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Early Monday afternoon, October 17, 2010, I arrived in Yuma, AZ on a roll, and with a mission:  To locate, photograph and eat at some unique Mexican restaurants, preferably the small, the grungier, and the more "mom and pop" style, the better.  Before arriving in Yuma, I'd done my homework on the World Wide Web, and I had quickly ascertained that West 8th Street in Yuma was the Mexican food Utopia that I was seaching for.  After enjoying a couple of delicoius fish tacos at Tacos y Mariscos Juanita, I was ready for more... and more....  I'd heard about Tortas LaBella, so after enjoying my fish tacos, I piled into my truck, headed west a couple of miles on 8th street, and soon I found myself parking in front of Tortas LaBella.

Photo:  Check out the dirt parking lot, and the interesting atmosphere that Tortas LaBella offers.

Everything about Tortas LaBella is unique.  For starters, the restaurant is located inside of a seen-way-better-days, 28-foot, 1970's vintage travel trailer, that multi-tasks as restaurant, kitchen and living quarters for the owners of the restaurant, Raul and María.  The trailer is parked on a dirt lot, under tall shade trees, which no doubt make dining a little more pleasant during Yuma's torrid summer months.  Dining is outdoors, on a mis-matched variety of tables and chairs, naturally of different vintages, origins and heritages.  The travel trailer ain’t goin' nowhere, as it's up on concrete cinder blocks, and seems to be tethered to a garden hose and an electrical extension cord.  Heat appears to be of the propane variety, as there are a couple of 20-gallon propane tanks stacked against the trailer, which would bolster the theory that this trailer is stationary.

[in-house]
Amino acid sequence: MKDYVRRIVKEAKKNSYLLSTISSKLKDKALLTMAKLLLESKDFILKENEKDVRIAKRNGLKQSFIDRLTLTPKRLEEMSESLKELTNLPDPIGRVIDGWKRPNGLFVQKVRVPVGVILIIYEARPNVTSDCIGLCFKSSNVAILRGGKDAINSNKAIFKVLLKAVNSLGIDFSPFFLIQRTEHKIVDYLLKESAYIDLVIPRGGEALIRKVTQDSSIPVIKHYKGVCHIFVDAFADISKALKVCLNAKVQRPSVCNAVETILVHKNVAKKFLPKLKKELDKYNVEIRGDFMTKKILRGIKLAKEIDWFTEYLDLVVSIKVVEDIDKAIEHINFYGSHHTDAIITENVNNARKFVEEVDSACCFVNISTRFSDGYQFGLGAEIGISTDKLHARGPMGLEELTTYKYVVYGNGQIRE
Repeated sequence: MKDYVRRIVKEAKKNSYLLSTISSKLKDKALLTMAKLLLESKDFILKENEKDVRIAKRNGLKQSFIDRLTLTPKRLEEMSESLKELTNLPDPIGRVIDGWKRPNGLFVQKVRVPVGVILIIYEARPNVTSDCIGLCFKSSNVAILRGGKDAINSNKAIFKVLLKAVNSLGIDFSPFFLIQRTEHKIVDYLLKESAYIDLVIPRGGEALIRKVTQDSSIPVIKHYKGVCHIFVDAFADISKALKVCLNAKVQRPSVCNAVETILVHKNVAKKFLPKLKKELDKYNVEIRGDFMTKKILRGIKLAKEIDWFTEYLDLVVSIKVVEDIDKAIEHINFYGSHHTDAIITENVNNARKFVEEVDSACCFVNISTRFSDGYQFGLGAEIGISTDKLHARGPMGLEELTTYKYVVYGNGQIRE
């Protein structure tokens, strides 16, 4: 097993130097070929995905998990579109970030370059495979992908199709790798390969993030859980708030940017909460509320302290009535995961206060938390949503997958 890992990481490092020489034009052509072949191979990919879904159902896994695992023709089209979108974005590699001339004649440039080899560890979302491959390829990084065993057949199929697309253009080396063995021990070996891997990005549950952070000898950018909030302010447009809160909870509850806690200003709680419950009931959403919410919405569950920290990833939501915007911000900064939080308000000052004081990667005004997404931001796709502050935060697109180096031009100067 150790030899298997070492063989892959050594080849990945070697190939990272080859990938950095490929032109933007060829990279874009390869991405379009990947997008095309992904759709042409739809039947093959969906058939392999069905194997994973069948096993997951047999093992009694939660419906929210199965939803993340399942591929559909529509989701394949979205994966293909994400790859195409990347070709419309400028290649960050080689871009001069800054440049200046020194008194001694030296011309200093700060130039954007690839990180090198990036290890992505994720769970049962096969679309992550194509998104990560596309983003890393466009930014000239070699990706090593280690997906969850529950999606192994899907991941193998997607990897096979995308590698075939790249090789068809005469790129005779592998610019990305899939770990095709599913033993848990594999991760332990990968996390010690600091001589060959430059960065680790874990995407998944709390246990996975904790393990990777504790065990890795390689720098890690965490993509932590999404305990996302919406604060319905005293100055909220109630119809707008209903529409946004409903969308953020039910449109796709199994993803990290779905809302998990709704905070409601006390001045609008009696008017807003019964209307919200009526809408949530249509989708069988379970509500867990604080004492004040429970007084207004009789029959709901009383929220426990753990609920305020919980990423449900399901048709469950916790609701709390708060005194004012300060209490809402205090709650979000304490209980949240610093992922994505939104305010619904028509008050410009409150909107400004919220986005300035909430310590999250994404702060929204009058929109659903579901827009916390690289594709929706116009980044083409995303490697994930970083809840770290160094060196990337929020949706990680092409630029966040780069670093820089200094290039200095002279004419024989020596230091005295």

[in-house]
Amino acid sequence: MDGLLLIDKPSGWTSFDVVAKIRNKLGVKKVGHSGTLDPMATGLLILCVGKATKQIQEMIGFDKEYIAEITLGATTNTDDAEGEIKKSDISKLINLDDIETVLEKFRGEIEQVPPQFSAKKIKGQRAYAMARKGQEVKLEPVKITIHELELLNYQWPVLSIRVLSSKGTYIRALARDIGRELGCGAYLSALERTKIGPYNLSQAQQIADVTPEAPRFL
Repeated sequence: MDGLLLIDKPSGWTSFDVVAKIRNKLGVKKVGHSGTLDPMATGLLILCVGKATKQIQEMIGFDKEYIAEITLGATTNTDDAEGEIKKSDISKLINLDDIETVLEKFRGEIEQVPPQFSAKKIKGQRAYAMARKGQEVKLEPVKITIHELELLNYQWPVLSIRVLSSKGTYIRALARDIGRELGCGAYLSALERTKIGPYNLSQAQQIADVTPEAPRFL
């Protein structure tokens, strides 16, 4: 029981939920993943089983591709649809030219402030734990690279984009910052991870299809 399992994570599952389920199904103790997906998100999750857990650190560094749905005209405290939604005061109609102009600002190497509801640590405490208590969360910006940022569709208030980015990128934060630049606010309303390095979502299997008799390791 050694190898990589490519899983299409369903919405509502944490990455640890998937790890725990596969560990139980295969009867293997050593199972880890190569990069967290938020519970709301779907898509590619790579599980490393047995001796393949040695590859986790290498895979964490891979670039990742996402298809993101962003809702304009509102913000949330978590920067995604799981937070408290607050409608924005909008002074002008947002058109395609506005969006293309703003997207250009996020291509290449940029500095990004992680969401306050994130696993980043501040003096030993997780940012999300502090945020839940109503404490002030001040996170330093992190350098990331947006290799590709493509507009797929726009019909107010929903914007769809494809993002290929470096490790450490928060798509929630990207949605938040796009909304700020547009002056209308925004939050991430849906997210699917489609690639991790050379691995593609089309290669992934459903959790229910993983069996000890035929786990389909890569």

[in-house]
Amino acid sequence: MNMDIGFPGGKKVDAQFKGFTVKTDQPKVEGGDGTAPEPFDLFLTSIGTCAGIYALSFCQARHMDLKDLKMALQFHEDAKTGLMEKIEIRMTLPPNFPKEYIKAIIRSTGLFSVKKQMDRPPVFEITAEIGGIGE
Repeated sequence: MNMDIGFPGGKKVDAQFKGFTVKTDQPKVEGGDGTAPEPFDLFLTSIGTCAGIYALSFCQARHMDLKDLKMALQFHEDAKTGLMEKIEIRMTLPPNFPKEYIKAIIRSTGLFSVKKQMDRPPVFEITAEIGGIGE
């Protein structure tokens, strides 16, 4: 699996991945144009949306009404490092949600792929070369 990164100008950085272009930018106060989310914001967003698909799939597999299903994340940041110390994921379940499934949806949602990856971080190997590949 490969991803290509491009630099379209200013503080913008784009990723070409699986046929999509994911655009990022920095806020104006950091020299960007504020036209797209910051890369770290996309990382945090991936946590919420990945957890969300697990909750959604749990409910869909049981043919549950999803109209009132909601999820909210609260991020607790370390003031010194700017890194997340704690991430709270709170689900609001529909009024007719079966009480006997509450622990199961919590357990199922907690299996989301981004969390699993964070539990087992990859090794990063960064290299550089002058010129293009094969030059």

As I got out of my truck, I was greeted by co-owner Raul, who was sitting outside the trailer in a plastic chair, whittling on a stick with a pocket knife.  Raul makes a pretty good attempt at speaking English, and can actually carry on a decent conversation, but he was dazzled and amazed when I switched over to Spanish, as his wife, María, shyly opened the door of the trailer to see what all of the fuss was about.  Raul was especially interested in the antennas on my truck - I'm a "ham" radio operator, and I have large, high frequency radio antennas on each side of my truck, plus four VHF antennas sprouting from the roof - and he asked me if they were for fishing!  It took me a bit to figure out what he meant - how could you confuse a radio antenna with a fishing pole? - but when I finally figured out what he was talking about, I did my best to explain why my truck sports such an array of radio antennas.  

Photo:  Raul is still sitting on his plastic chair, whittling, as I snap the photo of the trailer.  Note the menu that's displayed on the side of the trailer; the fine cuisine is prepared inside.

Photo:  The outdoor dining facilities at Tortas LaBella.  Note the Christmas lights that decorate the trailer, to the right of the photo, and the various sizes of propane tanks.  Clearly, the trailer isn't going anywhere.

Tortas LaBella is definitely a restaurant that operates on a shoestring.  Everything about the place is third-rate, shabby, unique, and just the kind of place that I love to visit and write about.  You could take the whole operation and place it in Tijuana, and it would be right at home.  You order from the menu that's posted on the side of the trailer, which offers several varieties of tortas, burritos, tacos and sopes.  Nothing unusual or unique is offered, in fact the menu is rather un-inspiring, but hey, it was mid-October and the trailer was already decorated with Christmas lights... or were they Christmas lights left up from the previous year?  I didn't ask... I also noted that Raul and María get around town in a beat-up, rusted, 1971 Chevy pickup.